Scalable, xeno-free cardiomyocyte differentiation protocol
Scalable, xeno-free cardiomyocyte differentiation protocol
A serum-free protocol and a serum-containing protocol to generate human cardiomyocytes from control or patient-derived iPSCs. The use of cheap, defined chemicals at a low dose eliminates the need for costly recombinant factors, substantially reducing the otherwise high input cost of producing human cardiomyocytes.
New York, NY, United States
Overview Comments Tagged publications
Background 

Given the prevalence of cardiac diseases, there is substantial demand for new therapeutics and improved methods for screening drug toxicity. Generating cardiomyocytes from human induced pluripotent stem cells (hiPSCs) offers a unique opportunity to study cardiac disease. However, the cost of the recombinant factors used and the requirement for xeno-free and feeder-free production in a pharmaceutical setting limit large scale production of human cardiomyocytes. This technology offers a serum-free protocol and a serum-containing protocol for generating cardiomyocytes from hiPSCs. Further, this technology offers an effective means for examining the excitation-contraction coupling of the human cardiomyocytes with a dual optical fluorescent reporter system that monitors calcium and voltage levels, to ensure cells derived from patients and healthy controls maintain their native characteristics. Together, this protocol enables healthy, native-like cardiomyocytes to be derived on a large scale suitable for screening therapeutics and drug toxicity tests.

Optimized protocols for low cost, efficient differentiation of hiPSCs into cardiomyocytes

This technology includes a serum-free protocol and a serum-containing protocol to generate human cardiomyocytes from control or patient-derived iPSCs. The use of cheap, defined chemicals at a low dose eliminates the need for costly recombinant factors, substantially reducing the otherwise high input cost of producing human cardiomyocytes. Analysis of in-vitro cultures demonstrates that this serum-free protocol offers higher yield than current methods. Further, this technology includes dual optical fluorescent reporters that are administered through lentiviral infection to record calcium and voltage simultaneously, allowing the cardiomyocytes to be characterized and monitored during extended time-course experiments, as well as during repeat experiments using the same cells. The cost-effectiveness and absence of animal derived products make this technology an important advance in generating human cardiomyocytes from iPSCs for use in screens for therapeutics and drug toxicity.

This technology has been tested in-vitro using both control and patient-derived cells. Cardiomyocytes derived from hiPSCs from patients with Timothy syndrome have been used and were determined to maintain the diseased phenotype.

Lead Inventor:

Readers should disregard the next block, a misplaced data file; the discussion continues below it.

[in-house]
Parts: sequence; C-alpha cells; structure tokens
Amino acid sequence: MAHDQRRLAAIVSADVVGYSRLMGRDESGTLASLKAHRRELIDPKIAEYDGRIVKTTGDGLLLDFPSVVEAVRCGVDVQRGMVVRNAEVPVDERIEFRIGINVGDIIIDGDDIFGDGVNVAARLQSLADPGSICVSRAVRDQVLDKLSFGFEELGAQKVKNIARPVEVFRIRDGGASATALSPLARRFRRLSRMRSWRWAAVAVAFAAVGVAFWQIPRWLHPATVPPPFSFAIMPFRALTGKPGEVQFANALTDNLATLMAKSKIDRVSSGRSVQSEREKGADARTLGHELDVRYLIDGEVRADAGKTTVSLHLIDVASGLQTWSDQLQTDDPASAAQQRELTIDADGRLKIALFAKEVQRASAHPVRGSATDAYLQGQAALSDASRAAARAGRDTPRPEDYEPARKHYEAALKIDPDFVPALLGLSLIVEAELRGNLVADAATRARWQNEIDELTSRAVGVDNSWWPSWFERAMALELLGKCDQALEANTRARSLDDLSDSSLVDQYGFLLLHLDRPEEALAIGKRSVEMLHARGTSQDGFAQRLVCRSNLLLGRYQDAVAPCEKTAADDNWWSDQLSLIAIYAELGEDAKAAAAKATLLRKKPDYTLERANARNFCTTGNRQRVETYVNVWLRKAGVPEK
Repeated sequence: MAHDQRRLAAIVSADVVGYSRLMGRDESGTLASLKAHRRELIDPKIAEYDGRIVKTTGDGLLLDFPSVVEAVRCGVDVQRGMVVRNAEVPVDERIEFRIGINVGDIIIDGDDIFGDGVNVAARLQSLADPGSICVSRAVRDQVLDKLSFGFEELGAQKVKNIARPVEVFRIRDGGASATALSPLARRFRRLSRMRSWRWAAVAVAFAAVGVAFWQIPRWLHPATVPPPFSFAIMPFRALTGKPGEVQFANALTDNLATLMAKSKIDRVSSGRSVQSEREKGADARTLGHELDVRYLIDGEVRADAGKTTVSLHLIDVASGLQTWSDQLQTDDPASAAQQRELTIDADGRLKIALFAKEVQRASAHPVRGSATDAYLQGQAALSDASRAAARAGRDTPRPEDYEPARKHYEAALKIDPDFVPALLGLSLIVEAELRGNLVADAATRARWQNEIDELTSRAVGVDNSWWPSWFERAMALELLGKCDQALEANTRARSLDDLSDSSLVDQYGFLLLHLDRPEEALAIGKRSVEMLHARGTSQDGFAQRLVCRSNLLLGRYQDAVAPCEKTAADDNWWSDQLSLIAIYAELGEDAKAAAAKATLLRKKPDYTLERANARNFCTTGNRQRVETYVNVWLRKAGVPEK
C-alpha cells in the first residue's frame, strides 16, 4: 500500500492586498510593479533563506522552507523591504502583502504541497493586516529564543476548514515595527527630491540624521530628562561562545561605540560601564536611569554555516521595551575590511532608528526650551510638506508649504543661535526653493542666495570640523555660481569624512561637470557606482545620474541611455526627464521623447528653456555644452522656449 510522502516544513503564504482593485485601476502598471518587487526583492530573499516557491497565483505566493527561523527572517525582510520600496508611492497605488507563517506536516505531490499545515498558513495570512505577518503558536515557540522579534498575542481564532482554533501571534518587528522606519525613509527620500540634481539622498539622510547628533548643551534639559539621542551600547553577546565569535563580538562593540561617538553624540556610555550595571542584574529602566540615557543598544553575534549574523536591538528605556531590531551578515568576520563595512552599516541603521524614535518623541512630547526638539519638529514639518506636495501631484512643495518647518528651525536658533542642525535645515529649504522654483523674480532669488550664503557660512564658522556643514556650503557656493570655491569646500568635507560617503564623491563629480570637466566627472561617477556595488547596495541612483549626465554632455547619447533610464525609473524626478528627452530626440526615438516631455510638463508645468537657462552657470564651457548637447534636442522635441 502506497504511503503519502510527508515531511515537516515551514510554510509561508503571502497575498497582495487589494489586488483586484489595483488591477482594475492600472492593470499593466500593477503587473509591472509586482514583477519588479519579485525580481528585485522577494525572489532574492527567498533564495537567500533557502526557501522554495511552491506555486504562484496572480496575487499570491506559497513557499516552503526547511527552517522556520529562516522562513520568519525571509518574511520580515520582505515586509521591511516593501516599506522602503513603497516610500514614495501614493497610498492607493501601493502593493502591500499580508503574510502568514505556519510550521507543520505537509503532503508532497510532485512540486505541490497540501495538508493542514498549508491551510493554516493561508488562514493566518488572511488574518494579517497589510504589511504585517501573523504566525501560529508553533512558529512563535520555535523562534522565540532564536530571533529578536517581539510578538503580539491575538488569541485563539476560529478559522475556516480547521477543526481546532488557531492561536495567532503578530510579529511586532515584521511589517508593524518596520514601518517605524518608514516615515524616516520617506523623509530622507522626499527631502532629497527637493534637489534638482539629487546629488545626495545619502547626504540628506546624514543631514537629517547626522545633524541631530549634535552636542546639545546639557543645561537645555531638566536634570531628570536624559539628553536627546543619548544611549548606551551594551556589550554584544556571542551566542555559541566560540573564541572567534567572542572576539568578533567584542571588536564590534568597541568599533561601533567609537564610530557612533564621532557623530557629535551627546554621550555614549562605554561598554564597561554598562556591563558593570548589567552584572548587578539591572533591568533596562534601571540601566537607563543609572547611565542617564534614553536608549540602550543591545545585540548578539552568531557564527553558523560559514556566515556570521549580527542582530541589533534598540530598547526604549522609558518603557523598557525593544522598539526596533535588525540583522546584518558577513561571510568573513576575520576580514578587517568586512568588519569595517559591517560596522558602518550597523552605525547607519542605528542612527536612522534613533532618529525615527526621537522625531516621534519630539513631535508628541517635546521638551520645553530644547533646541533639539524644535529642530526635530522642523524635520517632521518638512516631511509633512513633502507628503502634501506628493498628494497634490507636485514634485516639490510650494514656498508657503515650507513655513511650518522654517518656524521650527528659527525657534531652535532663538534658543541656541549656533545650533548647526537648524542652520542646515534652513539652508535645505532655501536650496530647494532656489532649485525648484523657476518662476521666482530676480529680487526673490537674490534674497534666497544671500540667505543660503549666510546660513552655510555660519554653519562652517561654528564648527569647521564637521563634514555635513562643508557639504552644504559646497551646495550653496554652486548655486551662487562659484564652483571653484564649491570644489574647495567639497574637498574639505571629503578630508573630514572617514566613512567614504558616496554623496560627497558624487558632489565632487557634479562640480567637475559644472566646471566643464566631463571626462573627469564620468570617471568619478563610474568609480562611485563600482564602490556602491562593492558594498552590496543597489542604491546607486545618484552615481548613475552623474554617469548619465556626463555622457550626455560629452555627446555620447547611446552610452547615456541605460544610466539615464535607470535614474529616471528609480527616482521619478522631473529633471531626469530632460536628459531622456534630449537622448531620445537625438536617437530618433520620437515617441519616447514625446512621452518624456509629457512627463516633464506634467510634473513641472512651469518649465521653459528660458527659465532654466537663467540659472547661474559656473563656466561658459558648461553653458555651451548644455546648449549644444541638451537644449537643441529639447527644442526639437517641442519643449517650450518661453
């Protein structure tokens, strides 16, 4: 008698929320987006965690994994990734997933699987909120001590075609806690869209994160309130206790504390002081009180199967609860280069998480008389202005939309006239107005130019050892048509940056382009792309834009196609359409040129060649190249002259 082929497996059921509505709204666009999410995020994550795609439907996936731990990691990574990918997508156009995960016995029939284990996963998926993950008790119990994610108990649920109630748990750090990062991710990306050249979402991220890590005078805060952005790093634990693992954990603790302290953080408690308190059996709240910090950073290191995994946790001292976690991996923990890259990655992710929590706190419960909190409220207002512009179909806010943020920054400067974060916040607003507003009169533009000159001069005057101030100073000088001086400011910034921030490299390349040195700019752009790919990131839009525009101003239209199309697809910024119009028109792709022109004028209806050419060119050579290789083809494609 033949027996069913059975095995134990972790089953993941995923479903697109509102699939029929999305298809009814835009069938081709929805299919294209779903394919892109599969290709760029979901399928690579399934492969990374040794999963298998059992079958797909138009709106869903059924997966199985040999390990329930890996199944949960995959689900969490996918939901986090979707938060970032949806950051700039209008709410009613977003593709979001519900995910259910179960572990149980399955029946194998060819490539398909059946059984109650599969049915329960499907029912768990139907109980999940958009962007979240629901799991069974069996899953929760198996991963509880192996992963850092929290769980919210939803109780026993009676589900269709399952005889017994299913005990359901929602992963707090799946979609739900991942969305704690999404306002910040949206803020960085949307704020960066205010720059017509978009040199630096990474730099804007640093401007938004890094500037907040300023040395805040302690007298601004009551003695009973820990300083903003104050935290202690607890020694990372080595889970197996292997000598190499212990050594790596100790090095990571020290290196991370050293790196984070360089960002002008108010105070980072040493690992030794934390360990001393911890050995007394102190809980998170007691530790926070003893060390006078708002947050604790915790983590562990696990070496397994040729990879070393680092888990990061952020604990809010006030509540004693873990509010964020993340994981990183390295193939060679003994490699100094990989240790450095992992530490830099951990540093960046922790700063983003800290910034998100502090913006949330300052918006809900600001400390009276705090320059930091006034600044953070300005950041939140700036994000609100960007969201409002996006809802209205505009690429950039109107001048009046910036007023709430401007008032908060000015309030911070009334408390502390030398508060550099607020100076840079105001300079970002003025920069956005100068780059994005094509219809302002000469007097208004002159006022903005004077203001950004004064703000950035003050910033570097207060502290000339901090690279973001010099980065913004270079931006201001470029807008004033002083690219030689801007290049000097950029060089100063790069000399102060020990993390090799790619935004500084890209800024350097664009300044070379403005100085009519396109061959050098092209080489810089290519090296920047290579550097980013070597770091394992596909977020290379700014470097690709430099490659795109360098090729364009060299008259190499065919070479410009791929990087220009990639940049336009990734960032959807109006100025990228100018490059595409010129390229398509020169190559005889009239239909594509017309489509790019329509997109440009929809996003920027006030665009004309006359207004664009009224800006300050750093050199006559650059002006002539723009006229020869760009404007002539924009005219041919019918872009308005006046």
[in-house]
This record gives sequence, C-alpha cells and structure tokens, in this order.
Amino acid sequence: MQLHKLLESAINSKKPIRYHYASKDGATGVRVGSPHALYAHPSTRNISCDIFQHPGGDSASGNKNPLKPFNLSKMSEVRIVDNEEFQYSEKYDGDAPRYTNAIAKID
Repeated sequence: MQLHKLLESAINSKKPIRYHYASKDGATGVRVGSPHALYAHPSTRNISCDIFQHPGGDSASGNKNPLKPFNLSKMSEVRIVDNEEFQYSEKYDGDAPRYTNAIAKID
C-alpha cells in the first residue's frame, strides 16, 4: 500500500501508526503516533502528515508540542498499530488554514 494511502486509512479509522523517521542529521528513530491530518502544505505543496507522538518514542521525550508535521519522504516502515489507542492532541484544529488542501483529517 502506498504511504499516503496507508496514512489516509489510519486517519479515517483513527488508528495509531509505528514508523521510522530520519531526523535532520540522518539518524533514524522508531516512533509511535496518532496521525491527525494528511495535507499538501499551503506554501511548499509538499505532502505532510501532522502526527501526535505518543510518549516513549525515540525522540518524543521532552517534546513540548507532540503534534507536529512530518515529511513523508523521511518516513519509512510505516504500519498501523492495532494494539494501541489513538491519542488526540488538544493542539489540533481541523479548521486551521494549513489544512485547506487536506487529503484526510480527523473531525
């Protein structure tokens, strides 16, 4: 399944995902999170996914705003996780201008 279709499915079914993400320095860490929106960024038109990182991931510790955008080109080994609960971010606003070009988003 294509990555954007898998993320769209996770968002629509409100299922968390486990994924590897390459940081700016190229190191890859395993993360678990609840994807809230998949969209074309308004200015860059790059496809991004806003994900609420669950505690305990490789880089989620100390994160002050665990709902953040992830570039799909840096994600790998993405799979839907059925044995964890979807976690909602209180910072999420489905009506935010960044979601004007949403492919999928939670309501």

Masayuki Yazawa, Ph.D.

Applications:

  • Differentiates control and patient derived hiPSCs into cardiomyocytes
  • Large-scale production of cardiomyocytes
  • Therapeutic and drug-toxicity screens
  • Extended physiological experiments measuring excitation-contraction 
  • Cardiac tissue engineering 
  • Cardiac cell based therapies

Advantages:

  • Eliminates need for animal-derived products in producing cardiomyocytes
  • Utilizes inexpensive, defined chemicals at low doses 
  • Fluorescent reporter offers method to monitor calcium and voltage levels 
  • Protocols are applicable to control and patient-derived cells
  • Absolute yield of cardiomyocytes with a serum-free protocol is higher than other commonly used protocols
  • Feeder-free monolayer culture method increases convenience of maintaining the cells 

Patent Information:

Patent Pending

Tech Ventures Reference: IR CU15304

Related Publications:

  • [Song L, Awari D, Han E, Uche-Anya E, Park S, Yabe Y, Chung W, Yazawa M. «Dual optical recordings for action potentials and calcium handling in induced pluripotent stem cell models of cardiac arrhythmias using genetically encoded fluorescent indicators” Stem Cells Transl Med. 2015 May; 4(5): 468-475.] (http://www.ncbi.nlm.nih.gov/pmc/articles/PMC4414223/ )
No comments.
No tagged publications.

Similar innovations

Back
or
Back
Back
or
Back
Back
or
Back
Back
or
Back
  • Rapid in vitro analysis of force strain in cell signaling pathways for use in tissue engineering
  • Facile method allows direct observation of effect of force with much higher throughput than other methods. Other methods to apply force to proteins, such as AFM or optical tweezers, are limited by the difficulty of setting up experiments and the time to complete an analysis. Additionally, these instruments are very expensive and difficult to operate and maintain. This method allows for multiple measurements to be conducted at the same time, greatly increasing the rate of experiments that can be conducted by a single researcher.
  • Read more
  • Methods
  • New York, NY, United States
  • Stanford University
← Previous Next → 1 2 3 4 Last
Showing 1-4 from 231

Send Us a Message